On 9th of August 1971, Interment Without Trial was introduced by the British Government in the North of Ireland. This policy was implemented by the British Army at 4am on that particular summer morning. The British Army directed the campaign against the predominately Catholic community with the stated aim to “shock and stun the civilian population”.
Between 9th and 11th of August 1971, over 600 British soldiers entered the Ballymurphy area of west Belfast, raiding homes and rounding up men. Many, both young and old, were shot and beaten as they were dragged from their homes without reason. During this 3 day period 11 people were brutally murdered.
All 11 unarmed civilians were murdered by the British Army’s Parachute Regiment. One of the victims was a well-known parish priest and another was a 45-year-old mother of eight children. No investigations were carried out and no member of the British Army was held to account.
It is believed that some of the soldiers involved in Ballymurphy went on to Derry some months later where similar events occurred. Had those involved in Ballymurphy been held to account, the events of Bloody Sunday may not have happened.
The terrible events which took place in Ballymurphy in 1971 have for too long remained in the shadows. The families of those murdered, have kept the spotlight on how 11 innocent people met their deaths over a three-day period 46 years ago.
In January 2018, the coroner’s office announced that the inquest would begin in September 2018. On 11 May 2021, this coroner’s inquest found that the 10 civilians killed were innocent, and that the use of lethal force by the British Army was “not justified”. The circumstances of the 11th death were not part of the inquest, since Paddy McCarthy died from a heart attack, allegedly after being threatened by a soldier Following the inquest verdict, Boris Johnson, the British prime minister, apologised for the deaths at Ballymurphy in a phone call to first minister Arlene Foster and deputy first minister Michelle O’Neill. The lack of public apology was criticised by some relatives of the victims and N.I. politicians.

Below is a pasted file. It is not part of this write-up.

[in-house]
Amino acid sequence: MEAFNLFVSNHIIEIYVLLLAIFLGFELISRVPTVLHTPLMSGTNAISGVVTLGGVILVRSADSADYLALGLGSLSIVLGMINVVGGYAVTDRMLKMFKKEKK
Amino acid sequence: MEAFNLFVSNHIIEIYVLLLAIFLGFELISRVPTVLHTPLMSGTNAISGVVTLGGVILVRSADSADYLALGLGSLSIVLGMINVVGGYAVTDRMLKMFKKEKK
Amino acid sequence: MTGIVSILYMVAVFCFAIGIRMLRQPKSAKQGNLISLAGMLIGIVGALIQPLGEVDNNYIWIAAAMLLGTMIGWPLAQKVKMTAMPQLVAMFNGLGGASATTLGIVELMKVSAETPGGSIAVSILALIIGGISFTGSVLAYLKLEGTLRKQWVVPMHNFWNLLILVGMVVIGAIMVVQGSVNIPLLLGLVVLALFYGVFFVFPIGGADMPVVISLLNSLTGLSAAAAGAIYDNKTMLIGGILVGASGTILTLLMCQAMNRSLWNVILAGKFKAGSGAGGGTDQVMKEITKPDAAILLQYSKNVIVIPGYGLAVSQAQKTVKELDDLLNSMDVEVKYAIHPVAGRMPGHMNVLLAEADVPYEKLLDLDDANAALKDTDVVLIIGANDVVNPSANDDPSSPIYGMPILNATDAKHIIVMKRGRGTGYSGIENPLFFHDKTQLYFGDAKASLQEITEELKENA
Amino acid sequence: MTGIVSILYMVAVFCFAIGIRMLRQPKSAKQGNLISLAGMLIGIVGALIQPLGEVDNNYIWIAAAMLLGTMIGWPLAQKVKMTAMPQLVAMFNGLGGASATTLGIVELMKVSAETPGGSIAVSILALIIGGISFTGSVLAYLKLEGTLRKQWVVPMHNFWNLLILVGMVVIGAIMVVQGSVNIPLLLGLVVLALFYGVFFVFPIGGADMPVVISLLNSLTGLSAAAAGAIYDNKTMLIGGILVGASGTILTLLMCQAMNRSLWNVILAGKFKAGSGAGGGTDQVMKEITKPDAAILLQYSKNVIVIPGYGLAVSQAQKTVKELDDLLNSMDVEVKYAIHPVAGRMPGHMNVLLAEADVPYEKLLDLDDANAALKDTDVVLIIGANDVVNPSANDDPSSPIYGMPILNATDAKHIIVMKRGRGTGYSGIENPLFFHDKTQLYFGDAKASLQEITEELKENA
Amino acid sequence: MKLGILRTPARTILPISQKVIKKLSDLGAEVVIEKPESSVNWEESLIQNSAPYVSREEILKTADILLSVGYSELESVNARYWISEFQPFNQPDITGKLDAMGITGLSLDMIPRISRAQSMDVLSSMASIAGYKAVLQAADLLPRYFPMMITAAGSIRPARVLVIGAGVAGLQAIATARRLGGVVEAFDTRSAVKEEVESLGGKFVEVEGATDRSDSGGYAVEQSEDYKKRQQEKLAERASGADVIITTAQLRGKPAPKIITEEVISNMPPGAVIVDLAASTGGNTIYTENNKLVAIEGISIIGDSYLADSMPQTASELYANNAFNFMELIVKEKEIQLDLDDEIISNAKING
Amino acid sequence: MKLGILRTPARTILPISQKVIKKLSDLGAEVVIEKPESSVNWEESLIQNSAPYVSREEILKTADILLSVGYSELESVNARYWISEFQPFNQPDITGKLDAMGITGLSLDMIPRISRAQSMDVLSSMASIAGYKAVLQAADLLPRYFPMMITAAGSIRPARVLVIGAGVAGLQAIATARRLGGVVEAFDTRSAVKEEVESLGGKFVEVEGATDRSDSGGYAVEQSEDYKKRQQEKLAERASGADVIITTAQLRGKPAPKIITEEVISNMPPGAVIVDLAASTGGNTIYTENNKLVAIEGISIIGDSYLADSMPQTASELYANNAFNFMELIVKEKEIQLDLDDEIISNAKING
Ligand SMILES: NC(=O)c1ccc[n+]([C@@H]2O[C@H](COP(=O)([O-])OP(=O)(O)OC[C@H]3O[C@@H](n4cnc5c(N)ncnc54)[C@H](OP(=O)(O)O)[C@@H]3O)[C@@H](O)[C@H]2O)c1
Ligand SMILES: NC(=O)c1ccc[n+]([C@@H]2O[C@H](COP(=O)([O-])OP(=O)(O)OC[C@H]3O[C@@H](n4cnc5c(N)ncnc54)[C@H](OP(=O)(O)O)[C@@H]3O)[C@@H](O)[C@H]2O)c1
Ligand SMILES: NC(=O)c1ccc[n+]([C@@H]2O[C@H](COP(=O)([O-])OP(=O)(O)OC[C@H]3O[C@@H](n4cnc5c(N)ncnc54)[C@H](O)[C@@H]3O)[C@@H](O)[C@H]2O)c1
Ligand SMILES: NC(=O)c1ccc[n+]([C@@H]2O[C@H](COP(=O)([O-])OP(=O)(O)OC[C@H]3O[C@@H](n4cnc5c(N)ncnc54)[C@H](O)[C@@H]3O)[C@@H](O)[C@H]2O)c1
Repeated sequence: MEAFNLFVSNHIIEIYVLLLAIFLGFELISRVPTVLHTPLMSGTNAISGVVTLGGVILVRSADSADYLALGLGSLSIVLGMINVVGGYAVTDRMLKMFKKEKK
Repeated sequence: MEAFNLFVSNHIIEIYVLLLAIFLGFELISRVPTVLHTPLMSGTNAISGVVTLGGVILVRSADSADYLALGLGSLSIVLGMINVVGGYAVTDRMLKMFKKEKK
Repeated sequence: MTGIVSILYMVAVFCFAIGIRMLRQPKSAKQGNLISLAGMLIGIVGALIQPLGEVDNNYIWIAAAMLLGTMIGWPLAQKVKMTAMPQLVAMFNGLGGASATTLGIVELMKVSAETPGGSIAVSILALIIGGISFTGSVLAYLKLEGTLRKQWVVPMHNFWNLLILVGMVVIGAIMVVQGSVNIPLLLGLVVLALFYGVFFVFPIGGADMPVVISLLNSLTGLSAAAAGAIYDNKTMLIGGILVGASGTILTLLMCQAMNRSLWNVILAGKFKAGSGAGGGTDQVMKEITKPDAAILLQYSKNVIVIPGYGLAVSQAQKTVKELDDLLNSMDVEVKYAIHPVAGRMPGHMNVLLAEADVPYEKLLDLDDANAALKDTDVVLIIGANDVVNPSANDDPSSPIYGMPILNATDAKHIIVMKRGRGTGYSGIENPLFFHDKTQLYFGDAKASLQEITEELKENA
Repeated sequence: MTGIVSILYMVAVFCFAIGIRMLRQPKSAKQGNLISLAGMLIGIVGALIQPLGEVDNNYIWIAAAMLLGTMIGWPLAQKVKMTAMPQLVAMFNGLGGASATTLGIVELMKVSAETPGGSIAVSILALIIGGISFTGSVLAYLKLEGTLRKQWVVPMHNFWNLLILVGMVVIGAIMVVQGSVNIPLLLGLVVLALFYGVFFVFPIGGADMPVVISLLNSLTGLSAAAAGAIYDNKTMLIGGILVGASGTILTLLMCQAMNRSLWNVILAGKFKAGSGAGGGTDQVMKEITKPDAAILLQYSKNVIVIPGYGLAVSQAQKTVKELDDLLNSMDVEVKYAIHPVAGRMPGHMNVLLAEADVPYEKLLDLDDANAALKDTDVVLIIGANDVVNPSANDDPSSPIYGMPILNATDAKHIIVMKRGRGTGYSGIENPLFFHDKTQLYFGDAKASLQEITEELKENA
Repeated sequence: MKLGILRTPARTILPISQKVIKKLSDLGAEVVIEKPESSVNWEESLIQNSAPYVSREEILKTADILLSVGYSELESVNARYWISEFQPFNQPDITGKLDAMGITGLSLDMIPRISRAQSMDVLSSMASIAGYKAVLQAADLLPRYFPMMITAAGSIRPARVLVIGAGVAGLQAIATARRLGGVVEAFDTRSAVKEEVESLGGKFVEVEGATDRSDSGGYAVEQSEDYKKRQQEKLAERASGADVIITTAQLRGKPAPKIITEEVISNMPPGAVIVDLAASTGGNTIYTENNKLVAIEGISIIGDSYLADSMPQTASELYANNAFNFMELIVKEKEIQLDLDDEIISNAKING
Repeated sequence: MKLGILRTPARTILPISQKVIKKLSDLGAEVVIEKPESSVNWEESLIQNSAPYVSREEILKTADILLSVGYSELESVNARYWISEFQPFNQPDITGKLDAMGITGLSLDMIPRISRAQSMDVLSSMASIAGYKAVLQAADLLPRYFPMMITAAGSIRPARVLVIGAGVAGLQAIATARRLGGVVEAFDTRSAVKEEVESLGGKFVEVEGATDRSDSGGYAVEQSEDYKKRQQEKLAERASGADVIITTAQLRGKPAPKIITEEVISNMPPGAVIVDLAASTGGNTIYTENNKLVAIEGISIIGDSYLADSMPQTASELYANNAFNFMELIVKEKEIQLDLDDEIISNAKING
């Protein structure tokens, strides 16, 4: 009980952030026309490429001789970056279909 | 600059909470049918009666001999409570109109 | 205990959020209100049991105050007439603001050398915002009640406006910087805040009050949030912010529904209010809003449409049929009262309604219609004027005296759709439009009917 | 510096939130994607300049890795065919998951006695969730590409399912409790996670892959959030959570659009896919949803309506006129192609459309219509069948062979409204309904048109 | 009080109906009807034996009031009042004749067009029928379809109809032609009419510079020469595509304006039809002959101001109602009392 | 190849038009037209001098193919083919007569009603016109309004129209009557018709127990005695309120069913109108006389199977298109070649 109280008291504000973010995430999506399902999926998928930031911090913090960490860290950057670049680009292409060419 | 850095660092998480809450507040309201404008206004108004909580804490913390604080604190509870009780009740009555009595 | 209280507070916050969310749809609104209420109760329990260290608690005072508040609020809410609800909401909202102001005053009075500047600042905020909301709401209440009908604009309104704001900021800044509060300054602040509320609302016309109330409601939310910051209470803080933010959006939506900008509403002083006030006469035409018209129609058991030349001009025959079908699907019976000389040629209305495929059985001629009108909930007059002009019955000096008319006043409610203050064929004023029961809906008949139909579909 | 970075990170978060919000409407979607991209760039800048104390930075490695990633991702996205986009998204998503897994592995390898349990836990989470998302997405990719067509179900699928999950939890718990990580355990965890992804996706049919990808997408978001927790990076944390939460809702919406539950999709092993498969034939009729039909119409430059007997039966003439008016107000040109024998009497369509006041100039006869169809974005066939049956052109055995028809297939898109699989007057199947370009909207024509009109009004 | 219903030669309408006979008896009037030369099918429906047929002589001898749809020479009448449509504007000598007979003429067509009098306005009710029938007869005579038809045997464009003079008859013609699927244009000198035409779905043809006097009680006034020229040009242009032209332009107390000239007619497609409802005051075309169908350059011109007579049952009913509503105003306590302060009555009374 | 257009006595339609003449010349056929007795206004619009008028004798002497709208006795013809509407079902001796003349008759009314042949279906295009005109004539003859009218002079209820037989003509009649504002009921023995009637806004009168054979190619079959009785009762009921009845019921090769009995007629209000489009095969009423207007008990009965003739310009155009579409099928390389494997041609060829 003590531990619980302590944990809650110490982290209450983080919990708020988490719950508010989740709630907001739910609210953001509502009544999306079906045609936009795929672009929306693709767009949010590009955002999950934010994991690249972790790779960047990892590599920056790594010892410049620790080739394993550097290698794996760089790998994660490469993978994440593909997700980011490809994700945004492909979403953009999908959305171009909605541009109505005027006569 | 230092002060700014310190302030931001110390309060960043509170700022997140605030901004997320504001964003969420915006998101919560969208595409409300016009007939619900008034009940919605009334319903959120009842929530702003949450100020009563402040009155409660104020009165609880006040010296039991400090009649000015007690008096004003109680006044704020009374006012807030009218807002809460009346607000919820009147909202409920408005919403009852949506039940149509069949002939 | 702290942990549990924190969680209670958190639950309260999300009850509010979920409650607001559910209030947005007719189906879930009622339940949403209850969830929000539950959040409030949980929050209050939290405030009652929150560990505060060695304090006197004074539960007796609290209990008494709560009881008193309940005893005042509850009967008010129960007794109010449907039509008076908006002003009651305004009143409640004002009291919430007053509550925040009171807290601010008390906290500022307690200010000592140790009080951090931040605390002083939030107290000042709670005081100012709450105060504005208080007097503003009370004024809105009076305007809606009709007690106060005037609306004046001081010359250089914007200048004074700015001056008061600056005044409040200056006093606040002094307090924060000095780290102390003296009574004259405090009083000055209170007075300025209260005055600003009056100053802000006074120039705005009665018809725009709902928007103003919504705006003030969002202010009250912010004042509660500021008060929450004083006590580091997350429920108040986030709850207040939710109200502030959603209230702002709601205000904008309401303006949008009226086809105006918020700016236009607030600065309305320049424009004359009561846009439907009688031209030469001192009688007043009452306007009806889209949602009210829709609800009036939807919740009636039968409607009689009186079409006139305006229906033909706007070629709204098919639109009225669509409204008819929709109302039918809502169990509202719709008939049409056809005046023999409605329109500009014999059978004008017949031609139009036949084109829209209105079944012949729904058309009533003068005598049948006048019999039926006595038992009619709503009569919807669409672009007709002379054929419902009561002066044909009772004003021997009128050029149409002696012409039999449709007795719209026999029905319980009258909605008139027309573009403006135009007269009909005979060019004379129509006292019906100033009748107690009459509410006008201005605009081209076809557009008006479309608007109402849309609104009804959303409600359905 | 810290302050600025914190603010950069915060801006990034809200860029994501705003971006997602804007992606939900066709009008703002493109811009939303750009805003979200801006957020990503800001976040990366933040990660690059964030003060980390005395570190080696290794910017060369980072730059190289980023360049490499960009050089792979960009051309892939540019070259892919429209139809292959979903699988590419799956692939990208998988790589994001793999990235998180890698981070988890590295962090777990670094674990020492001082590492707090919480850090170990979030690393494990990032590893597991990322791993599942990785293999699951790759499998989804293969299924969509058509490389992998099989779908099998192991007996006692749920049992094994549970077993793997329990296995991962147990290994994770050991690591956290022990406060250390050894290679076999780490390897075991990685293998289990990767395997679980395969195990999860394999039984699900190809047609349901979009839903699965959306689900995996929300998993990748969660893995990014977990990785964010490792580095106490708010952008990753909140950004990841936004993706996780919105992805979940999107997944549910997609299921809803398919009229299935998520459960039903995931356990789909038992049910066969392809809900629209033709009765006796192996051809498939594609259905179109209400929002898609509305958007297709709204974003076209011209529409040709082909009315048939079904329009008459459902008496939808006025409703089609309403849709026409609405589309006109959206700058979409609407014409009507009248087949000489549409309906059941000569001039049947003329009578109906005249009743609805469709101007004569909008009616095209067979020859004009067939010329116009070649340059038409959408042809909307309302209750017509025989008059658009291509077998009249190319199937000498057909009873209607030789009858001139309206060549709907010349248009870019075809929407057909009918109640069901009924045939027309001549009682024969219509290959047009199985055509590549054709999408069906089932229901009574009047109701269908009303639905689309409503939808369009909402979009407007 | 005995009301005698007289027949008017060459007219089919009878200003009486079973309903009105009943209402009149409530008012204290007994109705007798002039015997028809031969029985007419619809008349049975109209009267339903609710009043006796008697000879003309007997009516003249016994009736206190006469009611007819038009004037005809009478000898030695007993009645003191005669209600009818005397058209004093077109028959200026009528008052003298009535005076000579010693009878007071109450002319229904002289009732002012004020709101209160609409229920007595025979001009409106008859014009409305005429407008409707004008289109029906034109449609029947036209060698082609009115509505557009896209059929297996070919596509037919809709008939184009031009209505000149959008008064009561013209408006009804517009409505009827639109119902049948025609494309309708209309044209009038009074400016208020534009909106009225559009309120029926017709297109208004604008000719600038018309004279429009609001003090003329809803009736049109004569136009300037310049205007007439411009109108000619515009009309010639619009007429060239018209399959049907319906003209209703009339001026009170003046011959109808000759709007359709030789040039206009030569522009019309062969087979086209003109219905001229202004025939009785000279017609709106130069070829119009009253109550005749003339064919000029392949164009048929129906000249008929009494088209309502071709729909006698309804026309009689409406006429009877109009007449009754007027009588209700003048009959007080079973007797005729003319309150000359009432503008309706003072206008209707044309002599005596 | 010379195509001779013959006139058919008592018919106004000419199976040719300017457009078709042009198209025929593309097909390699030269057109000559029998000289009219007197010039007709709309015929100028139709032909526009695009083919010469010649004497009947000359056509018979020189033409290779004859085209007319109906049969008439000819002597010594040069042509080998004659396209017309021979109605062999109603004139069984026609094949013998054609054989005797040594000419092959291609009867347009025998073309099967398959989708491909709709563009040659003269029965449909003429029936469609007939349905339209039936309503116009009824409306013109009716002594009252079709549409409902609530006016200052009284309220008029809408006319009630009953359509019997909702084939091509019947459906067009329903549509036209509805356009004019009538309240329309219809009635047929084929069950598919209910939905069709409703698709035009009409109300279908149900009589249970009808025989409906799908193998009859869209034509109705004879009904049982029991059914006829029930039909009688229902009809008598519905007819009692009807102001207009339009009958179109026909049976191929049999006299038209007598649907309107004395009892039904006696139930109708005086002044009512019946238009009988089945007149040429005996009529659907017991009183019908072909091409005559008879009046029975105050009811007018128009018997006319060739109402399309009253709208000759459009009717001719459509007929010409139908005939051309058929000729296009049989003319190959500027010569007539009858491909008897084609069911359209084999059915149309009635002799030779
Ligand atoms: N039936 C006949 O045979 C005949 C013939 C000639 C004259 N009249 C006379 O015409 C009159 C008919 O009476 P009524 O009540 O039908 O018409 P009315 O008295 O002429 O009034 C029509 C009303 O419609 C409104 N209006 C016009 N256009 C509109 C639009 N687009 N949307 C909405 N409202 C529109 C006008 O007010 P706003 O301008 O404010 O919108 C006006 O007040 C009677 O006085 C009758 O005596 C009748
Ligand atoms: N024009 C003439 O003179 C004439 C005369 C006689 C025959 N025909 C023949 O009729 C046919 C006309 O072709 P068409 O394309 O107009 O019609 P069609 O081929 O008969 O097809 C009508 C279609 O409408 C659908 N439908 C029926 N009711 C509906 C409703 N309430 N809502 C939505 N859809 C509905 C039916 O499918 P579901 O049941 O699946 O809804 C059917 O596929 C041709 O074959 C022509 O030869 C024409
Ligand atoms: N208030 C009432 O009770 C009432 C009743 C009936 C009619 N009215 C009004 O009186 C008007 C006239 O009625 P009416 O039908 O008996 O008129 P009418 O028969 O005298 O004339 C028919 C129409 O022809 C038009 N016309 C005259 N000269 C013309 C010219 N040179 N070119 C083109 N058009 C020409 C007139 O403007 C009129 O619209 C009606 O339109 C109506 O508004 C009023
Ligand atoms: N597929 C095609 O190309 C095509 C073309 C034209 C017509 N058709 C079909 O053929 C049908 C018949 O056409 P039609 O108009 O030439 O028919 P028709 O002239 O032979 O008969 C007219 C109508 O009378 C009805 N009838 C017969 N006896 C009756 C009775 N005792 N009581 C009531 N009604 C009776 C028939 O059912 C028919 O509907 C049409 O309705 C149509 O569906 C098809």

In May 2021 families of those shot dead by British soldiers in Ballymurphy urged the Irish government to oppose any attempt to prevent the prosecution of British soldiers alleged to have committed crimes during the Troubles.
Six civilians were shot on 9 August, these were:
Francis Quinn (19), shot by a sniper (who had taken position at the nearby army base) while going to the aid of a wounded man.
Hugh Mullan (38), a Catholic priest, shot by a sniper while going to the aid of a wounded man.
Joan Connolly (50), shot as she stood opposite the army base.
Daniel Teggart (44), was shot fourteen times. Most of the bullets allegedly entered his back as he lay injured on the ground.
Noel Phillips (20), shot as he stood opposite the army base.
Joseph Murphy (41), shot as he stood opposite the army base.
One civilian was shot on 10 August, and another four were shot on 11 August, these were:
Edward Doherty (28), shot while walking along Whiterock Road.
John Laverty (20) and Joseph Corr (43) were shot at separate points at the Top of the Whiterock Road. Laverty was shot twice, once in the back and once in the back of the leg. Corr was shot multiple times and died of his injuries on 27 August.
John McKerr (49), shot by unknown attackers while standing outside the Roman Catholic church, died of his injuries on 20 August.
Paddy McCarthy (44) got into a confrontation with a group of soldiers. One of them put an empty gun in his mouth and pulled the trigger. McCarthy suffered a heart-attack and died shortly thereafter